The plaque lipid content was significantly higher at weeks 10 and 12 than at weeks 4, 6, and 8 (p<0.05) (Fig 1A and 1C), which did not differ among them. Positive Sirius red collagen staining was more intense in samples from week 12 than those from the other weeks (p<0.05), and collagen type I expression (red) significantly decreased whereas collagen III expression (yellow and green) increased from week 4 to week 12, suggesting that new collagen was synthesized whereas mature collagen was reduced with time prolonging (Fig 1A and 1D). Positive RAM-11 staining was significantly increased at weeks 8, 10, and 12 (p<0.05) (Fig 1A and 1E). In contrast, α-actin-positive staining in the abdominal aortic SMCs was significantly weaker at weeks 8, 10, and 12 than at weeks 4 and 6 (p <0.05) (Fig 1A and 1F). Therefore, compared with the VI at week 4, the VI at weeks 8, 10, and 12 gradually but significantly increased (p<0.05), and the VI was higher at weeks 10 and 12 than at week 6 (p < 0.05) (Fig 1G). To identify changes of inflammatory cytokine within the plaques, we used IHC to quantify the expression level of TNF-α. The result suggested that expression of TNF-α showed the same trend as VI (Fig 1H).

Intraplaque neovessels are immature and leaky in the high cholesterol group

Compared weeks 4 and 6, neovessels first appeared in the media of the plaque after 8 weeks of the high cholesterol diet, and as time lasted, neovessels had already extended to the inner media at week 10 and then gradually penetrated into the inner media and the pathological intima at weeks 10 and 12. Also, the number of neovessels dramatically increased from week 8 to 12 (Fig 2A and 2B, p<0.05). No intraplaque neovessels (as indicated by CD31) were detected in the control group (S1 Fig).

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Fig 2. Immunohistochemical staining of CD31 and double-label immunofluorescence in aortic plaques from high cholesterol-fed rabbits.

(A) Protein expression of CD31 (endothelial cell (EC) marker). (Bars = 20 μm). The lesion is outlined by the black dots. (B) Quantification of the total number of neovessels in the five groups of high cholesterol-fed rabbits from week 4 to 12. Data are presented as the mean±SEM. *p<0.05 vs. week 4; #p<0.05 vs. week 6; ^p<0.05 vs. week 8; &p<0.05 vs. week 10. (C) Rabbit abdominal plaque sections stained with anti-CD31 (green color, EC marker) mAb and anti-Ng2 mAb (red color, pericyte marker). Counterstained with DAPI. (Bars = 50 μm). The lesion is outlined by the white dots. I intima, M media and A adventitia.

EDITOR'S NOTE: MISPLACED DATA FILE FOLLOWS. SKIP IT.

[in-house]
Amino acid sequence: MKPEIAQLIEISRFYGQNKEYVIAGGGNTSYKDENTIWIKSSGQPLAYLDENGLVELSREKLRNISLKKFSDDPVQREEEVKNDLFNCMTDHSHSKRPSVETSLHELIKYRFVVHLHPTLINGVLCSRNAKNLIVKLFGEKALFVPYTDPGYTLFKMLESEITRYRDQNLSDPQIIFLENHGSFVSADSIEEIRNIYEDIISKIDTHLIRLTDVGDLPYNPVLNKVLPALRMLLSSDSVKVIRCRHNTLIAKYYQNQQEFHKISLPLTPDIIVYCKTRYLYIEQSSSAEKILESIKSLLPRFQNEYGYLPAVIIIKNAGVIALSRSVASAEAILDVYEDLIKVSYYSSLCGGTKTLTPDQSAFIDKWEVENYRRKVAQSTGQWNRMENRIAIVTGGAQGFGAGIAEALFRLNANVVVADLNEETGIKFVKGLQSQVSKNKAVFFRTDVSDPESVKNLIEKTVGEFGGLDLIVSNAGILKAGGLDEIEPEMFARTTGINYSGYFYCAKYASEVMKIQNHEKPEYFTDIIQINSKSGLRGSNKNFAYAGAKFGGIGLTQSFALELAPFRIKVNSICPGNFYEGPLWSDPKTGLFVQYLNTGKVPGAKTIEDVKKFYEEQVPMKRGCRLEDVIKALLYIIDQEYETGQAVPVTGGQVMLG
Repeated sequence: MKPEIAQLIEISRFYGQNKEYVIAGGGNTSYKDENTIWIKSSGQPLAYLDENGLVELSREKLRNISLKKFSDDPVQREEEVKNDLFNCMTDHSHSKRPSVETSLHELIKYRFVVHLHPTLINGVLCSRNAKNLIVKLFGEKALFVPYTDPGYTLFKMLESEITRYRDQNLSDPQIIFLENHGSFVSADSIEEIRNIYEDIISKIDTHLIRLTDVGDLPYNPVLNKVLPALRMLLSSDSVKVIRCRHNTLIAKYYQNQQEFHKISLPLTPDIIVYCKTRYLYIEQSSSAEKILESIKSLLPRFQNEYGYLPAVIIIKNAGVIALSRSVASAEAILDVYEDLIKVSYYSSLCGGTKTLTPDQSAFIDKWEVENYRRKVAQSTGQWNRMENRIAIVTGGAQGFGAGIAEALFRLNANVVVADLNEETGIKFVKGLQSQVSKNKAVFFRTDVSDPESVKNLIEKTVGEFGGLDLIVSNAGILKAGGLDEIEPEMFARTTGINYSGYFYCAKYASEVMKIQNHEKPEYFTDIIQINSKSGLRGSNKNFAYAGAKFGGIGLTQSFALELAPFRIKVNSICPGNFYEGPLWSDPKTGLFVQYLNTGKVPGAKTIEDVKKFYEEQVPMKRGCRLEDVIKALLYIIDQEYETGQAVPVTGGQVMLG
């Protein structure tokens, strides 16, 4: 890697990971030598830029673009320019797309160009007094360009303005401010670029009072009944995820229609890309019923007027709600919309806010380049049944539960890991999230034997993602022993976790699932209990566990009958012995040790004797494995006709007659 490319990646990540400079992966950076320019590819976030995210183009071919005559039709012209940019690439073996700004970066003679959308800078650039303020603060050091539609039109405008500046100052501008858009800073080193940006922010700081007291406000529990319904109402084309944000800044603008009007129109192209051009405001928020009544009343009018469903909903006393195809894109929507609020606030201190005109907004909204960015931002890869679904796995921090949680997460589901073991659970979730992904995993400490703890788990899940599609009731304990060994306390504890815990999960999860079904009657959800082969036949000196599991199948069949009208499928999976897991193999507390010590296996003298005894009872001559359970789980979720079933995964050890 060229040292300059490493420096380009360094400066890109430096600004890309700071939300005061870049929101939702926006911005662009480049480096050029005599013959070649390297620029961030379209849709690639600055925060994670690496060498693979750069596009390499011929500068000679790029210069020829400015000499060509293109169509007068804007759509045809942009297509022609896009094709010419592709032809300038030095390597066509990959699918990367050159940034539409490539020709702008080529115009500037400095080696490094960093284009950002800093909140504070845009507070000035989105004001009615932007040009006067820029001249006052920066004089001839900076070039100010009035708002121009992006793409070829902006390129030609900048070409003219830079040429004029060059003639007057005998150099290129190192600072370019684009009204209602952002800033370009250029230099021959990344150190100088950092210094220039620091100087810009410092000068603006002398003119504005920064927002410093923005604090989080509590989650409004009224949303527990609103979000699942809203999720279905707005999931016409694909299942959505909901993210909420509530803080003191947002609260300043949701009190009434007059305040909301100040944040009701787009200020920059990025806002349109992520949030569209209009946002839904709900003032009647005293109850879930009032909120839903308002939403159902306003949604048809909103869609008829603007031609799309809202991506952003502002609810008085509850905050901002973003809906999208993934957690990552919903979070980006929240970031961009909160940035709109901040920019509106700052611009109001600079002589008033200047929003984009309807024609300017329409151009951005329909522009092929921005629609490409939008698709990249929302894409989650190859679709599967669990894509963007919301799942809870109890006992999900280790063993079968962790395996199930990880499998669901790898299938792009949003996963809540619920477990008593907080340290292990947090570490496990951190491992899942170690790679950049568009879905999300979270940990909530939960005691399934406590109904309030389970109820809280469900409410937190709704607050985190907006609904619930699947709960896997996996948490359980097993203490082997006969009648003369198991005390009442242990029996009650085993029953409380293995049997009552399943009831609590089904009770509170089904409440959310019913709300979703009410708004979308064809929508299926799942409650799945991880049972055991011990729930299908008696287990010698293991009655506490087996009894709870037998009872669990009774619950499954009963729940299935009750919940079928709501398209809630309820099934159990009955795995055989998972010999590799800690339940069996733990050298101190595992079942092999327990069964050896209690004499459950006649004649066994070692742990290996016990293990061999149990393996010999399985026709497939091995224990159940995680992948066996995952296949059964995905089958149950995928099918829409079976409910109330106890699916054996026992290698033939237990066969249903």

https://doi.org/10.1371/journal.pone.0201395.g002

Double-label immunofluorescence (CD31 and Ng2 staining) showed that almost all observed neovessels contained only endothelial cells (ECs) (CD31) without the stabilizing layer of pericytes (Ng2), and were not dependent on the size of neovessels (Fig 2C and S2 Fig).

Accordingly, red blood cells were in the media at week 8, and appeared in the plaque at weeks 10 and 12, and most were observed within the neovessels, as red dots (H&E staining indicated). A few red blood cells were also detected around the intraplaque neovessels (Fig 3A).

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Fig 3. Hematoxylin & eosin (H&E) staining and FITC-dextran permeability in aortic plaques from high-cholesterol-fed rabbits.

(A) H&E staining indicated the red blood cells within the plaque. (Bars = 50 μm). (B) The integrity of intraplaque neovessel endothelial barrier was evaluated by measuring FITC-dextran permeability across the endothelium. Accumulation of FITC fluorescence in the plaque was detected using a microplate reader. Data are presented as the mean±SEM from three independent experiments. *p<0.05 vs. week 4; #p<0.05 vs. week 6; ^p<0.05 vs. week 8; &p<0.05 vs. week 10.

https://doi.org/10.1371/journal.pone.0201395.g003

Neovessel permeability was determined by measuring FITC-dextran accumulation. There was a loss in the functional integrity of the neovessel endothelial barrier due to the lack of coverage by pericytes, as FITC-dextran permeability increased 1.673-fold in week 12 and 1.509-fold in week 10 compared with that at week 4 measured immediately after termination of irrigation (Fig 3B). Hence, the neovessels within the plaques exhibited a significant increase in the permeability rate of FITC-dextran.

IHC examination of growth factors and their receptors in the high cholesterol group

Staining of TNF-α, growth factors and their receptors was rarely observed in ECs, macrophages, or SMCs from the control group (S1 and S3 Figs). In contrast, in the high cholesterol group, the relative expression of TNF-α, VEGF-A, VEGFR-2, FGF-2, FGFR-1, and PDGF-BB in plaques exhibited the same increased trend as VI (Fig 1H and Fig 4A–4F).

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Fig 4. Immunohistochemical staining of growth factors and quantitative analysis in aortic plaques from high cholesterol-fed rabbits.